October 16, 2018 / GuidesFor Team
POS, also known as point-of-sale service or point-of-service, is a technology used in almost every type of business today. Whether yours is a small, medium, or large enterprise, it is impractical to manually sell your products or services to customers. Not only that it takes too much time and effort, but manual sale and inventory make your business vulnerable to theft and mistakes.
With point-of-sale, companies need not worry whether their employees are keeping accurate sale or if payments are secured. Adopting POS will require the minimum hardware and software components, which can be a combination of electronic cash registers, touch screen displays or PC monitors, barcode scanners, receipt printers, and scales.
To illustrate, Marshall Fisher, a professor of operations and information management at Wharton, reported that the U.S. food industry is losing an estimate of $30 billion a year due to poor and inefficient coordination.
While his study is specific to the state of the country’s supply chain, the presence of point-of-sale would reinforce coordination and collaboration within the company. Imagine how the volume of inventory stocks is streamlined to the number of sales made at the checkout counters.
Experts said it will not only give you a detailed report of sales and inventory. It also provides a statistical overview of which items are disposed of faster than the others; thus, aiding you to make relevant business decisions.
Point-of-sale is user-friendly. As companies adopt new technologies, both employees and customers experience the so-called “sales learning curve”. This process refers to the transfer of knowledge and skill between various areas or departments (e.g. planning, operations, purchasing, or sales).
According to a Harvard Business Review report, operational repetition makes processes more efficient, and it reduces costs over time. Because a point-of-sale setup is simple, direct, and functional, the learning curve is shortened. This translates to faster checkout time, shorter queues, secured payments, and of course, happy and satisfied customers.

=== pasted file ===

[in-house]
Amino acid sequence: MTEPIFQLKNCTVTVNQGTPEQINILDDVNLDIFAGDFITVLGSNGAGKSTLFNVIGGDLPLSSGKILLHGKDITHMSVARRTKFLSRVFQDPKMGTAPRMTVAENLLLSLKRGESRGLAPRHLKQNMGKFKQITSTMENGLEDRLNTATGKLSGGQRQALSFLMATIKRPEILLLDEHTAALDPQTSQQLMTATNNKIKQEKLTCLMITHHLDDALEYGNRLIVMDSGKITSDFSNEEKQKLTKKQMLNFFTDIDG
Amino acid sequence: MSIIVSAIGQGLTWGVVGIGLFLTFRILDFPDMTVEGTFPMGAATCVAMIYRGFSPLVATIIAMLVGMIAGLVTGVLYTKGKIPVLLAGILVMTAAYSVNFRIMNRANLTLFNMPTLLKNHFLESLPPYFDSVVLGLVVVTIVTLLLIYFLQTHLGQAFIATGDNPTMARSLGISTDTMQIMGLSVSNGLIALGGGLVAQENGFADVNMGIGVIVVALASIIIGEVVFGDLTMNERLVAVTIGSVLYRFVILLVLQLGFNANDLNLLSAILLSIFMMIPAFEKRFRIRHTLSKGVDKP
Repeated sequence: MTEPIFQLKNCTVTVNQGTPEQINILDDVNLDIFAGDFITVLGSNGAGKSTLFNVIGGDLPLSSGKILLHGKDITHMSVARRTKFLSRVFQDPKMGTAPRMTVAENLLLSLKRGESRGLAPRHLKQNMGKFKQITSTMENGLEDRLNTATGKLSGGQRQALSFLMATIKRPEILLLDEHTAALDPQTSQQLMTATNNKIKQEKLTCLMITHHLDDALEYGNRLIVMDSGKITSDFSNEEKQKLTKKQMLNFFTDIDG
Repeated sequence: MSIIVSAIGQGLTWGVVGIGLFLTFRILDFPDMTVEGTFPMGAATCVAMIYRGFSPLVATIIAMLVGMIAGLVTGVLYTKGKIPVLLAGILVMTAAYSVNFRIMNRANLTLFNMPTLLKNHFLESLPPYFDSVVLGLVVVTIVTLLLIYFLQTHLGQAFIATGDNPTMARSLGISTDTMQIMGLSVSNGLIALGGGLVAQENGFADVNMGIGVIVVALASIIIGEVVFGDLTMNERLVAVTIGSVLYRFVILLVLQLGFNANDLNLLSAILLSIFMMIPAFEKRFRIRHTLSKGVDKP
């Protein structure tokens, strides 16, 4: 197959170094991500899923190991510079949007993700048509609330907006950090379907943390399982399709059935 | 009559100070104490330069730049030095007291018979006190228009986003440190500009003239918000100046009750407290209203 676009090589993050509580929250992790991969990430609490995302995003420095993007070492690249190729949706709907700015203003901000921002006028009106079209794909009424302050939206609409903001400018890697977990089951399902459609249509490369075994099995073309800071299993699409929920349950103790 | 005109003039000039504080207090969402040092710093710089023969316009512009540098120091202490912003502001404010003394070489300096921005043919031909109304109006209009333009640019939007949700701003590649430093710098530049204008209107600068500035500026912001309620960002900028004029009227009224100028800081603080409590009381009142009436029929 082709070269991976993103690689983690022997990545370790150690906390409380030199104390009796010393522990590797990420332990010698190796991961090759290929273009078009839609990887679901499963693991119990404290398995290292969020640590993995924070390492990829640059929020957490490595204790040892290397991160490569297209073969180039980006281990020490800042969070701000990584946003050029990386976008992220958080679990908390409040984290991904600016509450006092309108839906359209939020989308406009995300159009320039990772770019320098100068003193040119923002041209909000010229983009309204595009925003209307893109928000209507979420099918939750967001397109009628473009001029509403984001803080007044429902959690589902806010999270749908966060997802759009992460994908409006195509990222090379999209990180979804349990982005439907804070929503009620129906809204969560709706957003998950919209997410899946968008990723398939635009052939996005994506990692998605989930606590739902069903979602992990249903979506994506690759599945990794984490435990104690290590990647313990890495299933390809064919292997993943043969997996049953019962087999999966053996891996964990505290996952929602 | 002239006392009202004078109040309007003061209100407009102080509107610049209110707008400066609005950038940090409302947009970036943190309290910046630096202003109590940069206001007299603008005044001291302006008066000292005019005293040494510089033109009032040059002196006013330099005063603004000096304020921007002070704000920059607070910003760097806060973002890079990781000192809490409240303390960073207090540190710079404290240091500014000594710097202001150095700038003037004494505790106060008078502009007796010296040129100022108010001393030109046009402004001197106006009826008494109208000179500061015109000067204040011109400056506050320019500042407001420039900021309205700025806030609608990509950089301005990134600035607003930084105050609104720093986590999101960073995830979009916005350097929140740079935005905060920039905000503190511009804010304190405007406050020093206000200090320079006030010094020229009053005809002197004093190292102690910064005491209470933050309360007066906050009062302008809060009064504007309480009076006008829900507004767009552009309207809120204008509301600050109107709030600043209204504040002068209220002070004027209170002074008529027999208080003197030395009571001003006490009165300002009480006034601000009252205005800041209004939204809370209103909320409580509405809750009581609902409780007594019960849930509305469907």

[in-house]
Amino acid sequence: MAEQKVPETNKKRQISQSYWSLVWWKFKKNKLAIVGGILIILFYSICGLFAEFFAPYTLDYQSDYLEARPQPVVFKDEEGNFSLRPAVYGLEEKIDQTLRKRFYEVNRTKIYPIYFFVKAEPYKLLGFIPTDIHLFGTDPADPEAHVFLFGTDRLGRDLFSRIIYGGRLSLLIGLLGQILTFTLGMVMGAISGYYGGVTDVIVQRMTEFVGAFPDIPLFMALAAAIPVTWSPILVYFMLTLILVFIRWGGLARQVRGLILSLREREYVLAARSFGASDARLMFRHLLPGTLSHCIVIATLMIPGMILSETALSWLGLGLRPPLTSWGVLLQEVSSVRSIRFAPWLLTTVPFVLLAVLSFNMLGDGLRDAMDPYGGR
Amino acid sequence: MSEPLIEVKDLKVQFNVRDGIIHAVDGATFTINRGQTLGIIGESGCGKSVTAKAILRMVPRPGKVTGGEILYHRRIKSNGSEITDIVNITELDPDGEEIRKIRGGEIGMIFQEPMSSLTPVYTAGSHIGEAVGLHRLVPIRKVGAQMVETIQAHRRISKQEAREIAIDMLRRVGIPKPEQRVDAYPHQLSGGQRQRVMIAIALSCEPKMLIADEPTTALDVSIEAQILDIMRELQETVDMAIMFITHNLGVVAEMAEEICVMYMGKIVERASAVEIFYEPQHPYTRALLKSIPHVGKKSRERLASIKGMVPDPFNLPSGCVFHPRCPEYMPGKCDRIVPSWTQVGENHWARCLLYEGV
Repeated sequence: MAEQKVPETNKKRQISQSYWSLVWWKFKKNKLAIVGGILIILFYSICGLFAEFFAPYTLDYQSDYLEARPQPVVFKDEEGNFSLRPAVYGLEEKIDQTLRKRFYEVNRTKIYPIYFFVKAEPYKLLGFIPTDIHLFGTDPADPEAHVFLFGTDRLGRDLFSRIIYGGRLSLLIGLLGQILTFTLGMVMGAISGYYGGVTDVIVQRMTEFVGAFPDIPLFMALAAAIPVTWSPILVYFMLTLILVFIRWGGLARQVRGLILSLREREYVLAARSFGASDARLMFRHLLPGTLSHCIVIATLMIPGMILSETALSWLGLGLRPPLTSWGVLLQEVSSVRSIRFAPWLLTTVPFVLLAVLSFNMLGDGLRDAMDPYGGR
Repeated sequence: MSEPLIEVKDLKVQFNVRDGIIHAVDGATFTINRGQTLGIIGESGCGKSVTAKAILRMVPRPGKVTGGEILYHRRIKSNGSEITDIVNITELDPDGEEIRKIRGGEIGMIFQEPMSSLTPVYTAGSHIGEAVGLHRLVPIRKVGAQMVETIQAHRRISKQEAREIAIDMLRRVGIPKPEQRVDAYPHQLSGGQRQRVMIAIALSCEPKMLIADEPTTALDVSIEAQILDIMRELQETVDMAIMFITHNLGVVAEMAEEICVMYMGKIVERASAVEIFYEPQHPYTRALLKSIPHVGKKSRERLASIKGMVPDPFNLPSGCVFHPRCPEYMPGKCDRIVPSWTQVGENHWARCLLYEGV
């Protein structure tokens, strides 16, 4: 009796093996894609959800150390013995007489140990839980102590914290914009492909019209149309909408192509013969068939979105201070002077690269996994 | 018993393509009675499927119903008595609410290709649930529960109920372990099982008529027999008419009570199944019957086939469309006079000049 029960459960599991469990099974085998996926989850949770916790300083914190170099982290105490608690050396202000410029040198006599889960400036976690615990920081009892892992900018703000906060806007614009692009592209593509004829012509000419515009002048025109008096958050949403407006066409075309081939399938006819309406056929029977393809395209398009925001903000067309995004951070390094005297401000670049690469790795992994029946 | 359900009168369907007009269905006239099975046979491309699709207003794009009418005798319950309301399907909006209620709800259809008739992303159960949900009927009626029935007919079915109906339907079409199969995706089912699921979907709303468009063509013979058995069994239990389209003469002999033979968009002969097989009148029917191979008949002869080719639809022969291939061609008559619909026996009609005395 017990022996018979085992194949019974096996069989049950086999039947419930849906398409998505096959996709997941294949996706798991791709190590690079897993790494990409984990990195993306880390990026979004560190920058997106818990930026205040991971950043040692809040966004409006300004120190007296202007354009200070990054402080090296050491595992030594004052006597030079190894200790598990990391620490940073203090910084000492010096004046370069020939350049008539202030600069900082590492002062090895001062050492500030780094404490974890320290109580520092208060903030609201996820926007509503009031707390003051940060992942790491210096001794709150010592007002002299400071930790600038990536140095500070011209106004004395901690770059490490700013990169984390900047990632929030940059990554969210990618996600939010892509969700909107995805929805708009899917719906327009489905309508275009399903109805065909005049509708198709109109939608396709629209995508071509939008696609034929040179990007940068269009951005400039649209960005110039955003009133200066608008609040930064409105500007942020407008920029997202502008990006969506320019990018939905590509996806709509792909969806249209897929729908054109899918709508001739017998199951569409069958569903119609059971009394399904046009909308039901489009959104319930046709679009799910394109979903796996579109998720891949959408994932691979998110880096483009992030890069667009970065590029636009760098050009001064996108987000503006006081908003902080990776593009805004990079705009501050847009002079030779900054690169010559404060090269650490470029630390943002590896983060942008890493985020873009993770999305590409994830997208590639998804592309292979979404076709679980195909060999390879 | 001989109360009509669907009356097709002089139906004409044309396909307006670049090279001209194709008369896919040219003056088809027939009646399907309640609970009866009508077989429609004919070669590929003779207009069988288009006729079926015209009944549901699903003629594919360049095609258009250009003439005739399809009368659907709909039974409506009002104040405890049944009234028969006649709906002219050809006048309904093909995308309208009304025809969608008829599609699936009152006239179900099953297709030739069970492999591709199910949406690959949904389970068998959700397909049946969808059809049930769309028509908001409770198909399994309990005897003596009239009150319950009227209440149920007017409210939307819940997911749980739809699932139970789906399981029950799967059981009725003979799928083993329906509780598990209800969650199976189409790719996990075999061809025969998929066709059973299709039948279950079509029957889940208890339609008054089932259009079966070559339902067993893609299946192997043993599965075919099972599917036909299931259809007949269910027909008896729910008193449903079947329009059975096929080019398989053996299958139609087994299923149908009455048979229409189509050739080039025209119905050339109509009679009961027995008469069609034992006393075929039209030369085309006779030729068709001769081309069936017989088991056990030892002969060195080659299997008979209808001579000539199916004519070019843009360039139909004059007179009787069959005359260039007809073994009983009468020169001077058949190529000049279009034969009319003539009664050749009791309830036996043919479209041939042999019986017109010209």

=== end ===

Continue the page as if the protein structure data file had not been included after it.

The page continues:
In the 21st century, convenience and accessibility is king. This is why approximately 190 million Americans were projected to shift to or continue shopping online in 2016, according to a Forrester Research. This billion dollar industry is accelerating at a rapid rate due to the widespread availability of smartphones and other portable devices.
Mobile point-of-sale takes the basic principles applied in traditional POS with the need for wireless internet connectivity and dedicated devices like smartphones or tablets. Mobile POS is used by restaurants, supermarkets, bookstores, freight forwarders, and retail stores.
Mobile POS expands your customer reach because goods and services are delivered and paid right at the doorsteps. It expands your base because it can be used in multiple locations. Your sales representatives can engage with the customer in a personalized manner; thus, increasing the chances of repeat transactions.
Today, mobile POS accepts different payment sources like debit cards, credit cards, gift checks, and cash. Most technology providers offer security features like customer signature and synchronized delivery and acceptance tracker.
Things to consider in transition
If you have decided to adopt mobile point-of-sale into your business, consider the following points. How big is your business, and how many point-of-sale terminals do you need? What features do you think would be best suitable for your current demand? What is your level of preparedness in terms of transitioning your backend data to the mobile POS system?
You may want to check out the five most basic features of mobile POS such as multiple payment options, cutting-edge security standards, ability to integrate customer relationship management, barcode scanning capability, and compatibility with Apple or Android devices.
The point-of-sale software is a tool you can use to leverage manpower and increase efficiency. However, it is important to note that the effectiveness of point-of-sale is also dependent on the efficiency of backroom offices. Remember to assess your business’ strengths and weaknesses prior to transitioning to a mobile point-of-sale system.